I blame Mikhail Fokine. Ever since the twelve princesses first lobbed ‘apples’ at each other in his 1910 The Firebird and ever since they dropped them, dance observers have warily eyed such activities. Fast forward to 2019 and here is Spring from Gandini Juggling, very much a contemporary ensemble of throwers and catchers, in collaboration with Alexander Whitley, a choreographer, and a few of his dancers. The premise behind this fusion is interesting enough – the use of rhythm and music to engender an hour-long mixed-media show – but in reality, despite the best efforts of lithe and supple jugglers, some of whom have gymnastic and acrobatic training, the two genres make uneasy bedfellows.
It is the dance which suffers, as Gandini and Whitley try to integrate it into what are juggling riffs. The jugglers themselves respond magnificently, and incorporate choreographed movement into their already complicated sets, and the dancers gamely handle balls, rings and clubs, sometimes even throwing and catching them, which always induces not a little Firebird angst. But the dance is subservient to what is a very specific skill and only once or twice is it allowed to exist independently. Alas, Whitley, once hailed as a talent to watch, seems to have sunk beneath the choreographic waves, here producing fluent, capable ‘modern’ movement by the yard, devoid of individuality, just one more of hundreds choreographers churning it out for thousands dancers the world over.
I must confess that juggling in itself does not quicken the pulse, and I am often guilty of thinking “twenty tea cups…now do it with teapots”; in juggling, less is almost never more. Except that Gandini Juggling can and do make arresting spectacle with simplicity, and while Wes Peden sporadically struts his virtuoso stuff with throws and catches of dazzling precision, it is the less showy episodes which elevate the juggling at times to something approaching the poetic. Collectively whispered words like ‘change’ or the different colours of the rings (‘white, blue, yellow, red’) that are being thrown in the air lend a ritualistic air to proceedings, while the carefully choreographed flicks of the wrist which make six rings turn from white to, say, red, is simply delightful. Indeed, this ‘scene’ near the end of the show, with throws and colour switches in unison, breaking down into chaos only for it to be restored, is a true highlight of the sixty minutes. Production standards are impressively high, from the ever-changing and ever-inventive lighting to the simple costumes in a symphony of grey shades, while the score by Gabriel Prokofiev and played with thrilling attack by Camerata Alma Viva is quite superb. Prokofiev favours heavy rhythm and jagged lines, which are melded at times with electronic sound to produce a varied and always interesting composition.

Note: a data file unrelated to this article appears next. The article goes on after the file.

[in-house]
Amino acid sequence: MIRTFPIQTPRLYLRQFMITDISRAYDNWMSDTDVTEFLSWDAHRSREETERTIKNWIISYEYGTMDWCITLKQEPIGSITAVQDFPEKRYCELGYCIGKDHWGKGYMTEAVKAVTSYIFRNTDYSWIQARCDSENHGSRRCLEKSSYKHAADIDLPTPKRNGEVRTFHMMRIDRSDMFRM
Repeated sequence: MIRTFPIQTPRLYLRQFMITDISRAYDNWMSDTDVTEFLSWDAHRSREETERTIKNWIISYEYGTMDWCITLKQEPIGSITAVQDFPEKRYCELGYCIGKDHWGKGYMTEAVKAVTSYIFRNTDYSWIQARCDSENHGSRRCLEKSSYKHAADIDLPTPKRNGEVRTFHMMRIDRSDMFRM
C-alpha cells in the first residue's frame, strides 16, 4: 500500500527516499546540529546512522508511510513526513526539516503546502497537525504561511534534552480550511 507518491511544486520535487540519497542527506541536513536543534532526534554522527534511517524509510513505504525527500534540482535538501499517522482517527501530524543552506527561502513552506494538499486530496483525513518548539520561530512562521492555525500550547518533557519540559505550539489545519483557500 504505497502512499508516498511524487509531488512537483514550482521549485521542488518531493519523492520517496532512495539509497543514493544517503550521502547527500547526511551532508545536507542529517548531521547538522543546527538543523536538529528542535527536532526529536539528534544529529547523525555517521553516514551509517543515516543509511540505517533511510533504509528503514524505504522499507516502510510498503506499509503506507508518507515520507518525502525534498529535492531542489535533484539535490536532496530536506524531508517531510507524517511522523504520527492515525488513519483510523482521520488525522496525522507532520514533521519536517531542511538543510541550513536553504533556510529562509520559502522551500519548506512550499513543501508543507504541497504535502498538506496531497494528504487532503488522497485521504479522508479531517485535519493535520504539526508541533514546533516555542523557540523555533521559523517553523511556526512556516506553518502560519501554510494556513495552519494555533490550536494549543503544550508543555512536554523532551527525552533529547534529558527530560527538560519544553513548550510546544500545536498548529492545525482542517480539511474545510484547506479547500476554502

Spring is a largely enjoyable hour in the theatre, cool and at times purposefully opaque, even surreal, but at times attaining a higher level of entertainment than might have been expected. Despite their best efforts, however, dance and throwing objects remain a somewhat strange amalgam – but then we knew that from Fokine.